I probably would have completely ignored this book if it weren’t for the reading group on Literaturschock (German). While I still believe it’s always good to keep an open mind, in this case, I wouldn’t have missed much. This turns out to be just another pointless, wannabe YA romance with fantasy elements. *sigh*

by Myra McEntire

published: Egmont USA, 2011
pages: 394
copy: ebook
series: Hourglass #1

my rating: 2,5/10

first sentence: My small Southern hometown is beautiful in the haunting way an aging debutante is beautiful.

The blurb: For seventeen-year-old Emerson Cole, life is about seeing what isn’t there: swooning SouthernBelles; soldiers long forgotten; a haunting jazz trio that vanishes in an instant. Plagued by phantoms since her parents’ death, she just wants the apparitions to stop so she can be normal. She’s triedeverything, but the visions keep coming back. So when her well-meaning brother brings in a consultant from a secretive organization called the Hourglass, Emerson’s willing to try one last cure.But meeting Michael Weaver may not only change her future, it may change her past. Who is this dark, mysterious, sympathetic guy, barely older than Emerson herself, who seems to believe every crazy word she says?Why does an electric charge seem to run through the room whenever he’s around? And why is he so insistent that he needs her help to prevent a death that never should havehappened?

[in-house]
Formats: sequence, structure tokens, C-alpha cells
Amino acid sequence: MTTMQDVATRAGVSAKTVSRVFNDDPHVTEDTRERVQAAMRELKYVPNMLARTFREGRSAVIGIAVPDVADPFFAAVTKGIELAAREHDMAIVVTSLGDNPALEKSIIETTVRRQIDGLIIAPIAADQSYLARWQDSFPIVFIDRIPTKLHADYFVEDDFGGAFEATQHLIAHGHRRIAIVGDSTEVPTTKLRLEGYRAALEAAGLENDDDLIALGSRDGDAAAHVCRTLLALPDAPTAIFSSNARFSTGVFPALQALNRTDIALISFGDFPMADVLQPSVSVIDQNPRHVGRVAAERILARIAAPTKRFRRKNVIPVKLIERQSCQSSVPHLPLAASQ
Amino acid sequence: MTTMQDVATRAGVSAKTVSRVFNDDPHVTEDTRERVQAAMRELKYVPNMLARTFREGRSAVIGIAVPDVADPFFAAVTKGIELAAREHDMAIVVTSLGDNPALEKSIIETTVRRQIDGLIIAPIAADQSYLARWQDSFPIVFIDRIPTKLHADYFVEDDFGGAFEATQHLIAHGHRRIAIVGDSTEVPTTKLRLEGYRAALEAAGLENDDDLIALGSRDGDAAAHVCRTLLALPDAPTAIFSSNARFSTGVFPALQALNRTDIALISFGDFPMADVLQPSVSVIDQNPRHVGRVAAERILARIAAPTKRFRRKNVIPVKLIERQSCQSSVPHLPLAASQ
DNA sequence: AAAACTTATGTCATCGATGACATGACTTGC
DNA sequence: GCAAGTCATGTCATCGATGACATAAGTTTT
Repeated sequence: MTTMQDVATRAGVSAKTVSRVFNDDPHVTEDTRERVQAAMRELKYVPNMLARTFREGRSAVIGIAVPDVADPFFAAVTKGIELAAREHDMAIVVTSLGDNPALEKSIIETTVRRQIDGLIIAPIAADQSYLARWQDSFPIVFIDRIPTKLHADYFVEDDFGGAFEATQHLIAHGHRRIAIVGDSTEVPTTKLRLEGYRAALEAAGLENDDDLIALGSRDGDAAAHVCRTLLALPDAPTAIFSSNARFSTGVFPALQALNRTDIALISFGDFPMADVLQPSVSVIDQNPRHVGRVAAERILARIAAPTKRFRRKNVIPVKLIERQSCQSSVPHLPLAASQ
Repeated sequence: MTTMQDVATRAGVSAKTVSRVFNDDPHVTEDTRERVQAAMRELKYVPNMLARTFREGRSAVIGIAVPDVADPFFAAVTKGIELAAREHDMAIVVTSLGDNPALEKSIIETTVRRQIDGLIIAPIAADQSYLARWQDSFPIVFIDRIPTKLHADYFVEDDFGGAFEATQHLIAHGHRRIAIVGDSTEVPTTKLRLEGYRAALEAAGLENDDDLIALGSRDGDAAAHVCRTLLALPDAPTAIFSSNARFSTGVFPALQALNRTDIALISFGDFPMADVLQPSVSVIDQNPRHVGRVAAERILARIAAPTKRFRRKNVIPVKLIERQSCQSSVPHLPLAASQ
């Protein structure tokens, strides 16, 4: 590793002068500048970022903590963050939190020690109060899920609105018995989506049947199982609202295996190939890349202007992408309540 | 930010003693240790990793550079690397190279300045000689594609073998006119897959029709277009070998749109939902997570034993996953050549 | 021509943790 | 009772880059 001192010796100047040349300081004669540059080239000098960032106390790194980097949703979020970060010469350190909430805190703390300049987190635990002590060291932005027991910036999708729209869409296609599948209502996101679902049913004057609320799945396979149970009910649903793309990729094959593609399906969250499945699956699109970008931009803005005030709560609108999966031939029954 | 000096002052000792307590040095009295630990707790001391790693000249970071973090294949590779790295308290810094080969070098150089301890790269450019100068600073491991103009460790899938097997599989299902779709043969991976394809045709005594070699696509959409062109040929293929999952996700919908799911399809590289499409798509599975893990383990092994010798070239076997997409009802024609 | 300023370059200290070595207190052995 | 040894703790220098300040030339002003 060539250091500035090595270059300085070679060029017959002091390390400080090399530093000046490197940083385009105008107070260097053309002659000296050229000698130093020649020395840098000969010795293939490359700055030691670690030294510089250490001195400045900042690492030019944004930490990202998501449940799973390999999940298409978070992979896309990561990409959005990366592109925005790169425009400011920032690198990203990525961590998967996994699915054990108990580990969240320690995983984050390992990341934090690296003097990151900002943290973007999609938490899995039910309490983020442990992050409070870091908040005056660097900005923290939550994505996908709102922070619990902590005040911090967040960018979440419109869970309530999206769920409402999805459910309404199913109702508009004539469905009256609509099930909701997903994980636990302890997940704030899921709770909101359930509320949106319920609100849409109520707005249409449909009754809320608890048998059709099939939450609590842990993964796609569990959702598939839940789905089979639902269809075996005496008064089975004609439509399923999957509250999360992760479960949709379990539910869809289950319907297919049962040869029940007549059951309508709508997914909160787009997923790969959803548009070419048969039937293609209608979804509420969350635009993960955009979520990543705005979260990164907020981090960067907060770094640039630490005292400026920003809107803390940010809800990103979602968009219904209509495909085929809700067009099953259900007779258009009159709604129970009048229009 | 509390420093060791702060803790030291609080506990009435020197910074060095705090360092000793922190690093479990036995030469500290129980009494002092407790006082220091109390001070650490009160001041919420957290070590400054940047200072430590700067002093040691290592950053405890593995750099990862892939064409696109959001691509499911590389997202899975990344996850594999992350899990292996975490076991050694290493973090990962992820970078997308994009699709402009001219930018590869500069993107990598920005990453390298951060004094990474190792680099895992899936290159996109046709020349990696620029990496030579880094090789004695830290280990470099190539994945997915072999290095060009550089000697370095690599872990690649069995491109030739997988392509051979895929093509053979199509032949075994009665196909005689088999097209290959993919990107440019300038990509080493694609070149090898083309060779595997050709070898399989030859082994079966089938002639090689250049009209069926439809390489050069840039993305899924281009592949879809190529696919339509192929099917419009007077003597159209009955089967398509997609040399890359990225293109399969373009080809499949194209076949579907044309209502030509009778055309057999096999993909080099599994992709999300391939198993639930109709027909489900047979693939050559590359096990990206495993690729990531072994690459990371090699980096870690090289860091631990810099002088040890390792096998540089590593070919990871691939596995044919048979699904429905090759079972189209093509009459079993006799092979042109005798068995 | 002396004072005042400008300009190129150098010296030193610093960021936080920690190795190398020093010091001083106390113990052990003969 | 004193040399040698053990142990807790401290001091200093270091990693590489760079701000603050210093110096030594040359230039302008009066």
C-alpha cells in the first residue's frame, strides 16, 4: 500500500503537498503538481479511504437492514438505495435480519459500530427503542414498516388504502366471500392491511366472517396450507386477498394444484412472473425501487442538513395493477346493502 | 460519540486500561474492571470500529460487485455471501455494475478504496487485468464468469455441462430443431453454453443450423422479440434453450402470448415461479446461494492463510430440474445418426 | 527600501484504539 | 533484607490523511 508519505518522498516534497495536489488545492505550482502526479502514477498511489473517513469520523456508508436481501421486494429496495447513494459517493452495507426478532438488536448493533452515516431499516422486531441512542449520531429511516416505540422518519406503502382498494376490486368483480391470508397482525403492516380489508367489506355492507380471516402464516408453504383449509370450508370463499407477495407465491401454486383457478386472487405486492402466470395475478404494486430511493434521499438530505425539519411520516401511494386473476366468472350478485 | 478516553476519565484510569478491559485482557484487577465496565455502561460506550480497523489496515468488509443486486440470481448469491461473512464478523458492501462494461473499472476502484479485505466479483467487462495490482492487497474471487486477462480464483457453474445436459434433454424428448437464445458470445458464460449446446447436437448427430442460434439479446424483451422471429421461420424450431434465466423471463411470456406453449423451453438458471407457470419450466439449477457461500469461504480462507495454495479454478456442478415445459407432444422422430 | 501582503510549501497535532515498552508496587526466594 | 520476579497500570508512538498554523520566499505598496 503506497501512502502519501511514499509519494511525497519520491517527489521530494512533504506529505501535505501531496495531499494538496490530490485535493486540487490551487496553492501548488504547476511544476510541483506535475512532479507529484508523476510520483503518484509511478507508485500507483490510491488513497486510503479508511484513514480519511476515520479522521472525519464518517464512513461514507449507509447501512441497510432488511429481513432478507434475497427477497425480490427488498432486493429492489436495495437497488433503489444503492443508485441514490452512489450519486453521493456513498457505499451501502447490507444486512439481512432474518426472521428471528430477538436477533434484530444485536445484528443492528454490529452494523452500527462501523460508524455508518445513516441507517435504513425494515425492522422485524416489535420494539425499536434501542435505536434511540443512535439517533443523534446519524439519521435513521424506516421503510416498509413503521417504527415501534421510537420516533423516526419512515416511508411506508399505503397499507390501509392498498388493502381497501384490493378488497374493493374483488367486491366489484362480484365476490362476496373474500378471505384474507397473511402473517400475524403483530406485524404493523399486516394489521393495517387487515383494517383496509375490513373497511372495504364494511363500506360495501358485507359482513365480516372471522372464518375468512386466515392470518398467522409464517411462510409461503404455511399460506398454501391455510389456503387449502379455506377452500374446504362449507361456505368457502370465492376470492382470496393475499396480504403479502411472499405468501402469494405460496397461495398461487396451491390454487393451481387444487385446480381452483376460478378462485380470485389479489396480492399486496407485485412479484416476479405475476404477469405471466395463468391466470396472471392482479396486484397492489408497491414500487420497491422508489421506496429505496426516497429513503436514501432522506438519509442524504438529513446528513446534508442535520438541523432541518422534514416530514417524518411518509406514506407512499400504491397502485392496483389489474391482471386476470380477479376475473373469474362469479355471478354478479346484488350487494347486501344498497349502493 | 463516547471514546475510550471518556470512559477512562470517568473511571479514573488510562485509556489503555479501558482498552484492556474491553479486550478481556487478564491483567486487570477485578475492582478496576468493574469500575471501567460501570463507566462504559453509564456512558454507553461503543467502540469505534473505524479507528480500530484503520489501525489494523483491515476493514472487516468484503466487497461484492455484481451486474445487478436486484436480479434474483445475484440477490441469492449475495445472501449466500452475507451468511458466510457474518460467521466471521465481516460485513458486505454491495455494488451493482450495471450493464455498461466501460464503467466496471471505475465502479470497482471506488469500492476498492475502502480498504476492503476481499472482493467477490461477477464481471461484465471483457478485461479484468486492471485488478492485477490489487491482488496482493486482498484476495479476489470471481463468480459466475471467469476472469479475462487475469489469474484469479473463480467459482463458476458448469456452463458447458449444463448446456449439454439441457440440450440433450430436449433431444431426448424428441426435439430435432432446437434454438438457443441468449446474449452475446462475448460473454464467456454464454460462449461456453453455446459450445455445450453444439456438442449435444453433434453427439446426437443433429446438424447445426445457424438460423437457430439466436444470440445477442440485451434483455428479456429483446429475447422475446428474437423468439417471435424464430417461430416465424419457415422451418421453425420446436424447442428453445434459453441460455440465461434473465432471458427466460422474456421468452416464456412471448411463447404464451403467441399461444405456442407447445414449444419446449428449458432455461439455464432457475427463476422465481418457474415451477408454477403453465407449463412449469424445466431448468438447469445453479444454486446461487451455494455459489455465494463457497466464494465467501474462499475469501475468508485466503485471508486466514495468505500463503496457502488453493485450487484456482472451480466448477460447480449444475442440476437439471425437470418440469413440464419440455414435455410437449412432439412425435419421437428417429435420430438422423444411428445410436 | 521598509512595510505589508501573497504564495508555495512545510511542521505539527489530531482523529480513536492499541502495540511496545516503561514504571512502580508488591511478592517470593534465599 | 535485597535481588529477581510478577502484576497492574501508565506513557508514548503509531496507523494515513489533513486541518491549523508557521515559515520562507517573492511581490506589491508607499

What I thought:
Emerson, our emotionally damaged herione, meets a tall dark stranger and finds out she can actually time travel. Yay!  Let me say first and foremost that this is pretty much it. There is very little plot to this story and the time travel element, which I was really looking forward to, is left unexplored and sadly explained in a very bad way. You need the time travel gene (fair enough), something called “exotic matter” (I had to look this one up on wikipedia) and – here’s the bummer – an object, usually a ring, made of duronium, a mysterious type of metal. Now I know this isn’t hard science fiction and I’m fine with that. But rather than come up with a ridiculous explanation like that, the author should have just left it vague. Time travel gene, click your heels and  – boom! – you’re in the past, would have been better than this. That’s just my opinion.